April 29, 2019
When I became president of King Aerospace in 2016, I had a sense of the role’s magnitude. I grew up in aviation and witnessed the extraordinary effort it took my father, Jerry, to build a company. Still I had to walk in his shoes to understand the enormity of leadership.
I turn 30 this summer, putting me almost squarely in the middle of the Millennials. Our generation is said to be civic-minded and team-oriented, but also sheltered and entitled. I don’t like labels, but if you think of the Millennials in your life, you know that we want to change the world.
Tap into Fresh Perspectives and Skillsets
Former Southwest Airlines CEO Herb Kelleher was a mentor to my dad and played a pivotal role in shaping King Kulture. Kelleher’s servant leadership lives on at the company he founded and at King Aerospace.
Culture may start at the top, but it permeates every part of your operation. Ensuring individual team members share common corporate values and purpose doesn’t just happen. Team members need to know their “why.” Your job as a leader is to help them find it. That involves taking the time to get to know people. As a team, you must agree upon what you stand for and what sets you apart in the marketplace.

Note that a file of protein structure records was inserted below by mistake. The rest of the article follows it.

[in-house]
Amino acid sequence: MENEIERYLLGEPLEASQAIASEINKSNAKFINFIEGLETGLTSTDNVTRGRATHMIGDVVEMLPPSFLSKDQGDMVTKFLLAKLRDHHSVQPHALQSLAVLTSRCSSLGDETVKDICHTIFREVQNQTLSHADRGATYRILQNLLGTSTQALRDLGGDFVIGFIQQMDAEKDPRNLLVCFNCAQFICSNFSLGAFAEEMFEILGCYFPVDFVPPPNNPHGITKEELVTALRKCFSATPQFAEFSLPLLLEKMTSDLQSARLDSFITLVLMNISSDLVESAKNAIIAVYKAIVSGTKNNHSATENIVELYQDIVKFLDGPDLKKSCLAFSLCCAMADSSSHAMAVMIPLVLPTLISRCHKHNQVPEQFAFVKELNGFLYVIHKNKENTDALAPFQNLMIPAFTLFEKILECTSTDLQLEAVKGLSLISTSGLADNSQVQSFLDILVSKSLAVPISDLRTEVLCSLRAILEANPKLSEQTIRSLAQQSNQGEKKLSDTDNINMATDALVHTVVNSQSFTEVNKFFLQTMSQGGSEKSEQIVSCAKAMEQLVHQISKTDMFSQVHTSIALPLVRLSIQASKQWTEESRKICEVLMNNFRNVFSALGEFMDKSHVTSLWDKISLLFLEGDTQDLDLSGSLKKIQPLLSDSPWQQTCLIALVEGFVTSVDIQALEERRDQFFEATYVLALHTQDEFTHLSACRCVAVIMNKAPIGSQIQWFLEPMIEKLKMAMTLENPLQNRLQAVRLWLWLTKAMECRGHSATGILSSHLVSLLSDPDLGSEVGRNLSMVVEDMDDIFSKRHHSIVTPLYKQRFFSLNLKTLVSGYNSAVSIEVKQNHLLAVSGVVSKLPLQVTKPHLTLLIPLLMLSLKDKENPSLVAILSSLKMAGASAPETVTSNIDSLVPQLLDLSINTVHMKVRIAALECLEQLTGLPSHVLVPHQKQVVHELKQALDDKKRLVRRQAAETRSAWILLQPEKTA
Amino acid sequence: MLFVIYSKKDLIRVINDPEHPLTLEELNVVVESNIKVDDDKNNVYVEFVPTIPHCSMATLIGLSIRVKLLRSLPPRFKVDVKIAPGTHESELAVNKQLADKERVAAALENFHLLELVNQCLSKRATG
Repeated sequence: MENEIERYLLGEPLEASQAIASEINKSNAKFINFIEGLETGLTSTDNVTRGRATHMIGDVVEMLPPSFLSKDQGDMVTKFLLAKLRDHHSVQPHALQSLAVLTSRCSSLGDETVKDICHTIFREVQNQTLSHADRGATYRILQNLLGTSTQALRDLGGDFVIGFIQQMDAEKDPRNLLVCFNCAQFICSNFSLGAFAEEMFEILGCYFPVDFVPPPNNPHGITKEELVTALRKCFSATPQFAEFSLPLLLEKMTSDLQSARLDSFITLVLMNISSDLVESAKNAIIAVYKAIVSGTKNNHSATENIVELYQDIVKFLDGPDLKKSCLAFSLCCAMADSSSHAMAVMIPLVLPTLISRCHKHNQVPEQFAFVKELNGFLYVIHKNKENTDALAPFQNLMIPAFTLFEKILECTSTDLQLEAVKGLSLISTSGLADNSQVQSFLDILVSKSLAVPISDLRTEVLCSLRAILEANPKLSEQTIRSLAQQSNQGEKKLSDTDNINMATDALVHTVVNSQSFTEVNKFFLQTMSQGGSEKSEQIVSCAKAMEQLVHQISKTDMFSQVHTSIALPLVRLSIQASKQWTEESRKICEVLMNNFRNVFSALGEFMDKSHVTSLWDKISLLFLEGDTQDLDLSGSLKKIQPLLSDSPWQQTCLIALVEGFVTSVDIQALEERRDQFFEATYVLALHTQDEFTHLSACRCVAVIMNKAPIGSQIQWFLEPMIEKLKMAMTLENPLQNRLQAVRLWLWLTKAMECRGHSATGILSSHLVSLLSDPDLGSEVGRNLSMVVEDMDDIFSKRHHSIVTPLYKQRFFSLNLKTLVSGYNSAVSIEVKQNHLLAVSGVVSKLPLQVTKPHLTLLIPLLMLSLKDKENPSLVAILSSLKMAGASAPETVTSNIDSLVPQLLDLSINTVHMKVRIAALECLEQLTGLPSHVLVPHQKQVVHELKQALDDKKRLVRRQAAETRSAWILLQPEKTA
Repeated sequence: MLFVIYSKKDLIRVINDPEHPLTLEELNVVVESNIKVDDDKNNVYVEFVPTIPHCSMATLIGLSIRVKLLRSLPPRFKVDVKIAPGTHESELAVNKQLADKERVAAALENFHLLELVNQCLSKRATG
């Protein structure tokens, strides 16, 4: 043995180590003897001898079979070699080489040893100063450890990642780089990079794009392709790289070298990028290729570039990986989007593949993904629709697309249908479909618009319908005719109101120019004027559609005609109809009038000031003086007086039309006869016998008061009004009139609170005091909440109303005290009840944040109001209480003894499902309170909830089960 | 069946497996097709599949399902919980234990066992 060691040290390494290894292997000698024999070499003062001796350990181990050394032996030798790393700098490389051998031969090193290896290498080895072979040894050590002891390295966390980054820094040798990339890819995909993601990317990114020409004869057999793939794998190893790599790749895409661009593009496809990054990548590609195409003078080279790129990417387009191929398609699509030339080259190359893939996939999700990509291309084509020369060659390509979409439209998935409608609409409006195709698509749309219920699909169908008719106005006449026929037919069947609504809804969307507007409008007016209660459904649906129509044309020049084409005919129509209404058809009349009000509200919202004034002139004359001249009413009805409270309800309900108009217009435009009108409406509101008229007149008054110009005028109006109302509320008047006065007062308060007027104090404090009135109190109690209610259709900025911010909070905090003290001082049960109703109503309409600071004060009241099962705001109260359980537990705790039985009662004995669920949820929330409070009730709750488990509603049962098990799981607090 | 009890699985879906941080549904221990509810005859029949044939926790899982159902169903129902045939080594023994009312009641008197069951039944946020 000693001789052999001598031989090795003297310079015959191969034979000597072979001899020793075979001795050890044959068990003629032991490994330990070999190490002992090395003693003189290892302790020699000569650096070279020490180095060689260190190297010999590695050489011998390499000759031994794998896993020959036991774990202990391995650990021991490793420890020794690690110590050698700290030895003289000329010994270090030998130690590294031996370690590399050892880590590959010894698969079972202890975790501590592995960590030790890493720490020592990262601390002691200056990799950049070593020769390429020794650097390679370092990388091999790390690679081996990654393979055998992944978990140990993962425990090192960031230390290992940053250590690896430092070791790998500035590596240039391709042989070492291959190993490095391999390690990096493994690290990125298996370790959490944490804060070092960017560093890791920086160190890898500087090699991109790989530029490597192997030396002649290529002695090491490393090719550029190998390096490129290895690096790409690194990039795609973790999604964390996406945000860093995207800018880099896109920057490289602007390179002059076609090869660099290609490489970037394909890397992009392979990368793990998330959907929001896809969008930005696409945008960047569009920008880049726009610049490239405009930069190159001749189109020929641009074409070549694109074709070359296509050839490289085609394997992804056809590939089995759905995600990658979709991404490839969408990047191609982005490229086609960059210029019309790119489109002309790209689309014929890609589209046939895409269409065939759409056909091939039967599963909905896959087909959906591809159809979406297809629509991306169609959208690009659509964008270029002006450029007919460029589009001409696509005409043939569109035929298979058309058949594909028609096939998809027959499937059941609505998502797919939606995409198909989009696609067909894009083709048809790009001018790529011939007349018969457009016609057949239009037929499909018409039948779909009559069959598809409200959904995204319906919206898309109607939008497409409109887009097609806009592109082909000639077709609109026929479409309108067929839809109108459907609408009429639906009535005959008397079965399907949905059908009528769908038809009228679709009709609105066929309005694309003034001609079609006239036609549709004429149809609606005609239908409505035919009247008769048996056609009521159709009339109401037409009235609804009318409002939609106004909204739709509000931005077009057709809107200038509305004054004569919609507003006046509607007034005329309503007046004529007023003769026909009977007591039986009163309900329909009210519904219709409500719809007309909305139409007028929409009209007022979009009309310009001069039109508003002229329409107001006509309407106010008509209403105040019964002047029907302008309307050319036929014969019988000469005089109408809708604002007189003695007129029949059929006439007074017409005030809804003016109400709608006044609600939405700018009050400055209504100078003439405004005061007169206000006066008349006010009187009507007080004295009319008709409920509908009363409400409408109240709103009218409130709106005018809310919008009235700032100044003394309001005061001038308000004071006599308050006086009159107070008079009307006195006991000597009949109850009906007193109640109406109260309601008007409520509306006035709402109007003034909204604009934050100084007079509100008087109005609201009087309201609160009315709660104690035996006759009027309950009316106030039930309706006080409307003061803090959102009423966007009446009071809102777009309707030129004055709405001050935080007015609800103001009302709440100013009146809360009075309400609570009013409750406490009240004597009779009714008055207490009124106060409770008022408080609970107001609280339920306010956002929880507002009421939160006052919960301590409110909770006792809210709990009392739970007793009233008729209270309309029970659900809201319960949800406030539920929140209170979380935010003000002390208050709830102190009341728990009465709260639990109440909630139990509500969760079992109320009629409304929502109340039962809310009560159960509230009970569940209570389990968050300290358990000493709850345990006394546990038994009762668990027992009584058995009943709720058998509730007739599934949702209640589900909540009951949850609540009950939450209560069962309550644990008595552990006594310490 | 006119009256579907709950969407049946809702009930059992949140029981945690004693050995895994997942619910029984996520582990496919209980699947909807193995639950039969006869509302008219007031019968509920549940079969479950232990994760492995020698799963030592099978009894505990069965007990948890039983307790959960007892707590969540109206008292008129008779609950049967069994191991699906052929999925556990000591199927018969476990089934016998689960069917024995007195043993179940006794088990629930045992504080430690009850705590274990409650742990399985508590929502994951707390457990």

We All Need Help
I appreciate the mentors in my life. My dad, of course, but also Ron Soret of Aeria Luxury Interiors and Jeff Barstow of The Boeing Company/BBJ. Their call-me-anytime offers of help aren’t just empty words. They generously share the wisdom they’ve gained through decades in the industry. It means everything to have counsel you trust.
Not all of my lessons have taken place on the job. I’ve watched my mother successfully beat two rounds of cancer. Her never-give-up example gives me strength while her unfailing sense of humor reminds me that we just happen to work on airplanes. Our real job is to make a positive difference in the lives of others.
A version of this article originally appeared in Business Jet Interiors International, April issue.